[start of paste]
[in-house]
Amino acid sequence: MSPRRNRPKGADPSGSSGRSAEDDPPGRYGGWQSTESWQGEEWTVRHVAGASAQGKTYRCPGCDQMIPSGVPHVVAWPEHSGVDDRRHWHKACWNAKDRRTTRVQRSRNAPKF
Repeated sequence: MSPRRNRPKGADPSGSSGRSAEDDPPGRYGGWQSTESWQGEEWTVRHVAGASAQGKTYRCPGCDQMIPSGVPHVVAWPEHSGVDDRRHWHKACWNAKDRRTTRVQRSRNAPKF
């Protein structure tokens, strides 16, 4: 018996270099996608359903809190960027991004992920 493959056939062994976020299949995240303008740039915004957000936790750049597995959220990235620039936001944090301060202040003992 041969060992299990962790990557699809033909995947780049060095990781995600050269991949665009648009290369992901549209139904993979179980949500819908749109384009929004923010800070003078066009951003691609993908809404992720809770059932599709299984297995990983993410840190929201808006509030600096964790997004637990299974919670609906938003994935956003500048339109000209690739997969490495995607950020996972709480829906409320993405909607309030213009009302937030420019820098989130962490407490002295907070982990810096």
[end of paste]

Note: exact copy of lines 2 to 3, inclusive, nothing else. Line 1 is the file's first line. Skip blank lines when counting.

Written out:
Amino acid sequence: MSPRRNRPKGADPSGSSGRSAEDDPPGRYGGWQSTESWQGEEWTVRHVAGASAQGKTYRCPGCDQMIPSGVPHVVAWPEHSGVDDRRHWHKACWNAKDRRTTRVQRSRNAPKF
Repeated sequence: MSPRRNRPKGADPSGSSGRSAEDDPPGRYGGWQSTESWQGEEWTVRHVAGASAQGKTYRCPGCDQMIPSGVPHVVAWPEHSGVDDRRHWHKACWNAKDRRTTRVQRSRNAPKF